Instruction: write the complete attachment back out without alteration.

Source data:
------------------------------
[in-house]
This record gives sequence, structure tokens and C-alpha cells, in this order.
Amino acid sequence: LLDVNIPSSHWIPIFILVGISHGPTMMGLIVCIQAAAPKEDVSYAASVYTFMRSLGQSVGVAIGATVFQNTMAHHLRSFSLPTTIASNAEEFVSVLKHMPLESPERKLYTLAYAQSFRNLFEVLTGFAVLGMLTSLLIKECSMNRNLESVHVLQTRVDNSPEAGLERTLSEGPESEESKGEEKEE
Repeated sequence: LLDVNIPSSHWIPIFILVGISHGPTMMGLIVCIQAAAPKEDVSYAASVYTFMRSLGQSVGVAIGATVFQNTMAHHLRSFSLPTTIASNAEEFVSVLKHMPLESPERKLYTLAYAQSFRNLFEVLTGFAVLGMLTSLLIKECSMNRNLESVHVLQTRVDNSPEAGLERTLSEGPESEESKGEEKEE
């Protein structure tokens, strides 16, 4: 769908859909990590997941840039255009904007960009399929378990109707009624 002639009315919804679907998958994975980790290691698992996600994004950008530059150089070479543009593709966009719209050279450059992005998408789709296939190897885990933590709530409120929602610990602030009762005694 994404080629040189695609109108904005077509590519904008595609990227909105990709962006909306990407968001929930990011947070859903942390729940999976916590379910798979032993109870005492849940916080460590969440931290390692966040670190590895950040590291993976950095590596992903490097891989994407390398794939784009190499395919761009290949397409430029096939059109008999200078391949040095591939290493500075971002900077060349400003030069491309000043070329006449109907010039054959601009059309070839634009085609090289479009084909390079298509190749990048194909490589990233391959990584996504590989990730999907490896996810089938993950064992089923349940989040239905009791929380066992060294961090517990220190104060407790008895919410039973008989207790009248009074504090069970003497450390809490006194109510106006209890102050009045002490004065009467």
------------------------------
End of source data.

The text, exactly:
[in-house]
This record gives sequence, structure tokens and C-alpha cells, in this order.
Amino acid sequence: LLDVNIPSSHWIPIFILVGISHGPTMMGLIVCIQAAAPKEDVSYAASVYTFMRSLGQSVGVAIGATVFQNTMAHHLRSFSLPTTIASNAEEFVSVLKHMPLESPERKLYTLAYAQSFRNLFEVLTGFAVLGMLTSLLIKECSMNRNLESVHVLQTRVDNSPEAGLERTLSEGPESEESKGEEKEE
Repeated sequence: LLDVNIPSSHWIPIFILVGISHGPTMMGLIVCIQAAAPKEDVSYAASVYTFMRSLGQSVGVAIGATVFQNTMAHHLRSFSLPTTIASNAEEFVSVLKHMPLESPERKLYTLAYAQSFRNLFEVLTGFAVLGMLTSLLIKECSMNRNLESVHVLQTRVDNSPEAGLERTLSEGPESEESKGEEKEE
């Protein structure tokens, strides 16, 4: 769908859909990590997941840039255009904007960009399929378990109707009624 002639009315919804679907998958994975980790290691698992996600994004950008530059150089070479543009593709966009719209050279450059992005998408789709296939190897885990933590709530409120929602610990602030009762005694 994404080629040189695609109108904005077509590519904008595609990227909105990709962006909306990407968001929930990011947070859903942390729940999976916590379910798979032993109870005492849940916080460590969440931290390692966040670190590895950040590291993976950095590596992903490097891989994407390398794939784009190499395919761009290949397409430029096939059109008999200078391949040095591939290493500075971002900077060349400003030069491309000043070329006449109907010039054959601009059309070839634009085609090289479009084909390079298509190749990048194909490589990233391959990584996504590989990730999907490896996810089938993950064992089923349940989040239905009791929380066992060294961090517990220190104060407790008895919410039973008989207790009248009074504090069970003497450390809490006194109510106006209890102050009045002490004065009467």